See UNION, Page 2
which University and Ann Arbor
police officers pursued an unarmed
Black suspect across the Diag with
guns drawn. After questioning the
suspect, they arrested him on an out-
The police said they thought the
man had a gun, which they could not
find on him or in nearby bushes.
Because they could not find a
gun, the police assumed that the man
had an accomplice. They stopped and
questioned - allegedly at random
- Black women who passed
through the area after the incident.
Latrice Dixon, director of the
Baker-Mandela Center for Anti-
Racist Education and spokesperson
for the Ad Hoc Committee, said,
"Last year there was a movement on
campus saying we don't want U of
M cops on campus. Students of
color said if there are cops on cam-
pus, we will be targeted. We were."
However, Dixon added that the
committee will help everyone who
is suffering at the hands of law en-
"It's not only racism, but in the
last incident and in most incidents
involving police people of color are
targeted. So are lesbians, gays, poor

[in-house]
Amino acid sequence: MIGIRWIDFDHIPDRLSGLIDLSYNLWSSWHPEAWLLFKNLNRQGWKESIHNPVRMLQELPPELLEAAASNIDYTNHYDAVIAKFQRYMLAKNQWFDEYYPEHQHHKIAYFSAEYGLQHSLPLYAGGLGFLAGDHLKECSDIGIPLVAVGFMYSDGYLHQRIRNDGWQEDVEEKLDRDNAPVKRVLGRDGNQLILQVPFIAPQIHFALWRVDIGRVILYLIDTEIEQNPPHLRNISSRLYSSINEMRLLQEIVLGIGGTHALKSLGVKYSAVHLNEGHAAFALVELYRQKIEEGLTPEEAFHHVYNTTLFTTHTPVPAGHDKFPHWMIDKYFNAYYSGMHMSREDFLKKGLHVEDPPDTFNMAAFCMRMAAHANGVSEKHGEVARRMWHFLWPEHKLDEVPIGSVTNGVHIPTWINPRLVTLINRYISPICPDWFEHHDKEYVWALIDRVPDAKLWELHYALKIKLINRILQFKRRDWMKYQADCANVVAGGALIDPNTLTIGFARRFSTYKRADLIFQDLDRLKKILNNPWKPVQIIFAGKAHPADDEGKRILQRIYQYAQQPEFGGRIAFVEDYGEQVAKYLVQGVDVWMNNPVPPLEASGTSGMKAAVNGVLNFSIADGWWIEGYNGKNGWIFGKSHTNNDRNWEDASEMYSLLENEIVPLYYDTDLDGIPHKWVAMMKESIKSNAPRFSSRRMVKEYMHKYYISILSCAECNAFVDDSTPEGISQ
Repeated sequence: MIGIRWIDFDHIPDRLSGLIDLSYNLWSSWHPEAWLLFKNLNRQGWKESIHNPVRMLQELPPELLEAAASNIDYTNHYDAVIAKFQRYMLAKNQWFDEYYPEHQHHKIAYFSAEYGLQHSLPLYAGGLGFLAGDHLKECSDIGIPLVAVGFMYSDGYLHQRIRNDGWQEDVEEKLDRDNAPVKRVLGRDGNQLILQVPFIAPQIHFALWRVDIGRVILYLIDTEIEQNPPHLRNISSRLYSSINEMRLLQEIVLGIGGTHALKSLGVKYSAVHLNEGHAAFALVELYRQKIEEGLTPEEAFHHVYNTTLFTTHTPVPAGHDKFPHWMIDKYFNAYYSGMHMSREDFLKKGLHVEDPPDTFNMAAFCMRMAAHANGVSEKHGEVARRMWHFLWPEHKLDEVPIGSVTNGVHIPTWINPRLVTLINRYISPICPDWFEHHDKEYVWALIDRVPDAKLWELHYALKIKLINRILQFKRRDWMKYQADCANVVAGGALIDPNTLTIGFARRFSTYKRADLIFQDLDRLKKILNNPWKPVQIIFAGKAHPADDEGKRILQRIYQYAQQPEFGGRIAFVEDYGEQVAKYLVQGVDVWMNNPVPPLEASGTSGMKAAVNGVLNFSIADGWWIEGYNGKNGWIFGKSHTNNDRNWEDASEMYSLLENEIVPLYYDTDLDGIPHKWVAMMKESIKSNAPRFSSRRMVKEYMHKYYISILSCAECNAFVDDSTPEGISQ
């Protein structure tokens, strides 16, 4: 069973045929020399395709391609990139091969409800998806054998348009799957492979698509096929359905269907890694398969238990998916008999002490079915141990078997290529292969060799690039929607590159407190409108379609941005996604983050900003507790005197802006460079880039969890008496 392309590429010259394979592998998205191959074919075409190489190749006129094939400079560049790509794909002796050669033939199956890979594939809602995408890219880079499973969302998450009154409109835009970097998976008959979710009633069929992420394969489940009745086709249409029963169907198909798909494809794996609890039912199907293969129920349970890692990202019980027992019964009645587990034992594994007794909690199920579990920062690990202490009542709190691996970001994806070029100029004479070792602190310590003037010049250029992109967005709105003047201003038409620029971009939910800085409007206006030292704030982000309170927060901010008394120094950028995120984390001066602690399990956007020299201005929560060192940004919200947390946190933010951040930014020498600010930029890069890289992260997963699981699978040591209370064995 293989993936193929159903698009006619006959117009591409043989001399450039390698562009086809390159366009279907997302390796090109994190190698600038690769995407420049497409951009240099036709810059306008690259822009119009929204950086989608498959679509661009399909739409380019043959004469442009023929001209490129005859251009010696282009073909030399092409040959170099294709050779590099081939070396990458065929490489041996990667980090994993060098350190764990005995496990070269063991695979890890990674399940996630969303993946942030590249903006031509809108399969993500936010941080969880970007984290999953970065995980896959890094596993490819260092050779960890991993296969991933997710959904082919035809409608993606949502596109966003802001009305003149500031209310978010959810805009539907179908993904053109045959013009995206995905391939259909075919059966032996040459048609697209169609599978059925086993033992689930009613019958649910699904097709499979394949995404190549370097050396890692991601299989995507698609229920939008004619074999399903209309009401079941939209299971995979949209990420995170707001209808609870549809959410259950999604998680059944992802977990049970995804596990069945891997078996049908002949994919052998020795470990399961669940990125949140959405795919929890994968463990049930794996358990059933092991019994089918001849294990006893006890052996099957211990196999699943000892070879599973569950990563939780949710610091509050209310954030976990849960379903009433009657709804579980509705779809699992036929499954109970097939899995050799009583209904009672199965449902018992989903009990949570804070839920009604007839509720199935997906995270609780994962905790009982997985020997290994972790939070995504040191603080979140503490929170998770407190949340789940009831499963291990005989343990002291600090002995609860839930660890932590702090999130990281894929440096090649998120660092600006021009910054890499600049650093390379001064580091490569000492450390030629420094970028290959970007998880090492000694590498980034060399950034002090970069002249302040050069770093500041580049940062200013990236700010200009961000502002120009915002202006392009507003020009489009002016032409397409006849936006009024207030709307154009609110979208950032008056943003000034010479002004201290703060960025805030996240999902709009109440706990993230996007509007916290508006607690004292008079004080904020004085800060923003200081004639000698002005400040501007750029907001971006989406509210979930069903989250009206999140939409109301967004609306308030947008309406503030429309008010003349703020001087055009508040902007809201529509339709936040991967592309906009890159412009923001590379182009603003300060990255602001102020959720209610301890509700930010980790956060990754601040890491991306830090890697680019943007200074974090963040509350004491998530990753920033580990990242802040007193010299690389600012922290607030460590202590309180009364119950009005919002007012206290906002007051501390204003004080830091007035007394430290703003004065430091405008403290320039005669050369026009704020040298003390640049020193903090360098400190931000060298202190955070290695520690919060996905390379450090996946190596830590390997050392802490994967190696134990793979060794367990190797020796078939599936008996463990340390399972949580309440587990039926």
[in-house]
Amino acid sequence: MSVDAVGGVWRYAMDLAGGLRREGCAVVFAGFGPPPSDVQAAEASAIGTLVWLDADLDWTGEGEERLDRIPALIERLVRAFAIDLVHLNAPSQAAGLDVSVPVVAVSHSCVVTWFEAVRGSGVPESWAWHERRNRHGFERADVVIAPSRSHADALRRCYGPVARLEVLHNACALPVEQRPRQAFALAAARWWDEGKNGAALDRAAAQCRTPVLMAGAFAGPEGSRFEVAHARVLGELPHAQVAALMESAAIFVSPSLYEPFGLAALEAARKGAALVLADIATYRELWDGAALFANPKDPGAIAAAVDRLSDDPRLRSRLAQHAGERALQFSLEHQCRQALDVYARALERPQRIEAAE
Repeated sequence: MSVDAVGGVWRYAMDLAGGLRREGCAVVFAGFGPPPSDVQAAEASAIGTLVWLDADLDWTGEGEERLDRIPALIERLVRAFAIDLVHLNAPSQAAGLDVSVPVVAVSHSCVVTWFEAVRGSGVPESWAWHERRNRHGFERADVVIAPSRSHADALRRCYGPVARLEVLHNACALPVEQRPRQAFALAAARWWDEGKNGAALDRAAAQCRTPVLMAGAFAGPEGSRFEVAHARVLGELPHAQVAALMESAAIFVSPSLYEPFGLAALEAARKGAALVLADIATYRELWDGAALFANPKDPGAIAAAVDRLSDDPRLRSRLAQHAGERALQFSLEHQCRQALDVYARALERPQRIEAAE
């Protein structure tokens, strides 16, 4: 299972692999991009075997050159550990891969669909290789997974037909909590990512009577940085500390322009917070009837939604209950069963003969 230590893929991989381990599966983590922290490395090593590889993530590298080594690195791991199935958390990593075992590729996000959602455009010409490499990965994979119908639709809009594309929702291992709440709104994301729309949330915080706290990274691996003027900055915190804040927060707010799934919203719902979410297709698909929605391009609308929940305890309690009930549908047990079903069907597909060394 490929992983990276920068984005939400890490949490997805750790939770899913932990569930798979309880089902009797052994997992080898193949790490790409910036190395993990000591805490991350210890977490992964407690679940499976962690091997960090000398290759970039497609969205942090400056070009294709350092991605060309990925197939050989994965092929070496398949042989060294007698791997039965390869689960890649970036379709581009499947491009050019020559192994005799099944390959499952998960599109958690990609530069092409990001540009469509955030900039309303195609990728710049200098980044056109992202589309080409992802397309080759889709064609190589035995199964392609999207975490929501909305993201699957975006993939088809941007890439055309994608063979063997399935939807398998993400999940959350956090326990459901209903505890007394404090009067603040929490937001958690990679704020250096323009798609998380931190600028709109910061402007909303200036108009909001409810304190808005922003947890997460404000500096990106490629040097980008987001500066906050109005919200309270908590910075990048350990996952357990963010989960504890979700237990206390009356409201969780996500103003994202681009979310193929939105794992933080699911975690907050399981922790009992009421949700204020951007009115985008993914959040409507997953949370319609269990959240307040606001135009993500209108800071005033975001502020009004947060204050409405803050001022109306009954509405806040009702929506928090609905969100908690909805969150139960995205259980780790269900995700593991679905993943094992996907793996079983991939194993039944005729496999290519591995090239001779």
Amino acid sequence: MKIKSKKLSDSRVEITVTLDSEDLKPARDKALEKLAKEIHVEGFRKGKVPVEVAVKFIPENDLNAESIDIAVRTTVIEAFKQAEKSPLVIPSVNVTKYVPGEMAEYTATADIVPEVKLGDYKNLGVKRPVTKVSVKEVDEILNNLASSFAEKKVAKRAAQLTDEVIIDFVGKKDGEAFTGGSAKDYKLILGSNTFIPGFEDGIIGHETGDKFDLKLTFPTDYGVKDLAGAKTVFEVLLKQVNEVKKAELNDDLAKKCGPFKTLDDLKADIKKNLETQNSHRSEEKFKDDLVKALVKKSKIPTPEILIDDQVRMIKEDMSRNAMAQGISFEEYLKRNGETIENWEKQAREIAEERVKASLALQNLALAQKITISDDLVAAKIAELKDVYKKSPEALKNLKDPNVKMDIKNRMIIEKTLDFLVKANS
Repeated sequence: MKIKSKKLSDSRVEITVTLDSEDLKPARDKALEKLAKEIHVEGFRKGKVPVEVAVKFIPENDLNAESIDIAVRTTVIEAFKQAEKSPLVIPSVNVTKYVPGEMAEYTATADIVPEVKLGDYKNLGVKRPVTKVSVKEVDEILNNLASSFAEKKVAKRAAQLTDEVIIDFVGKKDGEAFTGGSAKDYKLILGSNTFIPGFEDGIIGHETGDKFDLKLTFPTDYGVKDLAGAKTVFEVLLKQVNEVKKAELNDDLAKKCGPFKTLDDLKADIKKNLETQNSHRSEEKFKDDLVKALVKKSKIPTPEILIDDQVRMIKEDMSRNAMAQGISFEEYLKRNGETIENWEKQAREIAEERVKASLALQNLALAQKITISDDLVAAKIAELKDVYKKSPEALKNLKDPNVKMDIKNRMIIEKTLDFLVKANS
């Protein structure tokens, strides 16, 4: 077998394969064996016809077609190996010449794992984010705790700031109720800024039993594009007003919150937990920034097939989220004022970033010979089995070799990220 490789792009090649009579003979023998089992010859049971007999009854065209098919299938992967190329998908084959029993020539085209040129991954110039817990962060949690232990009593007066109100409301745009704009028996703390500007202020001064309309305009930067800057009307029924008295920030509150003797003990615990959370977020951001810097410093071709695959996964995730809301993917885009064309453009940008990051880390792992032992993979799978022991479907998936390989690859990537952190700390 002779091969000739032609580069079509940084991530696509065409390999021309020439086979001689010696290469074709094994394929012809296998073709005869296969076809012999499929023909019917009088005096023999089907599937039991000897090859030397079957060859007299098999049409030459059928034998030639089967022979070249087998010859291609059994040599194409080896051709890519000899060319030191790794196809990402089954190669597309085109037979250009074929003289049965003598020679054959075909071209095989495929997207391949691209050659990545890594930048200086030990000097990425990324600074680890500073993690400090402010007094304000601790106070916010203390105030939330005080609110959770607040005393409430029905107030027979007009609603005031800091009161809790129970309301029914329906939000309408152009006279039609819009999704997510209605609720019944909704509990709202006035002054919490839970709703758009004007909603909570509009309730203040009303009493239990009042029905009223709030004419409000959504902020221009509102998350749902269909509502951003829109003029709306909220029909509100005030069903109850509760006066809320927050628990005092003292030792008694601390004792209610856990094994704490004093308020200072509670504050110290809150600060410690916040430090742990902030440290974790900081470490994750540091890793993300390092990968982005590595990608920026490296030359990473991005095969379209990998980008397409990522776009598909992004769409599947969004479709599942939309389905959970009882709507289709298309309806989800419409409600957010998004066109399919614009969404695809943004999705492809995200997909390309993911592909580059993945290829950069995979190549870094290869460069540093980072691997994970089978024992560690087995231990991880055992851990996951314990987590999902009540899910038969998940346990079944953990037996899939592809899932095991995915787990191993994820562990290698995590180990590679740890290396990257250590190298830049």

people and the homeless," she said.
"Basically we are trying to co-
ordinate our efforts and see what we
can do to control the harassment
these groups have experienced," she
The group is still formulating a
plan of action. However, members
say it will probably address the
conduct of both the Ann Arbor
Police Department (AAPD) and the
University Department of Public
Safety and Security (DPSS).
LSA junior Ede Fox said, "Now,
we are basically addressing police
brutality and harassment. It's not an
issue of 'on campus' or 'off campus'
Both DPSS and AAPD officers
say their departments will look
into any action which prompts citi-
zens to file a formal complaint.
AAPD Executive Deputy Chief
Bill Hoover said, "Anybody who
has a complaint about a police action
can file a complaint and an investi-
gation will be conducted."
Hoover added that an investiga-
tion of the teargassing incident on S.
University revealed no police mis-
Lt. Vern Baisden of DPSS said
his department has a similar com-
plaint policy. Although he said no
formal complaint has been filed,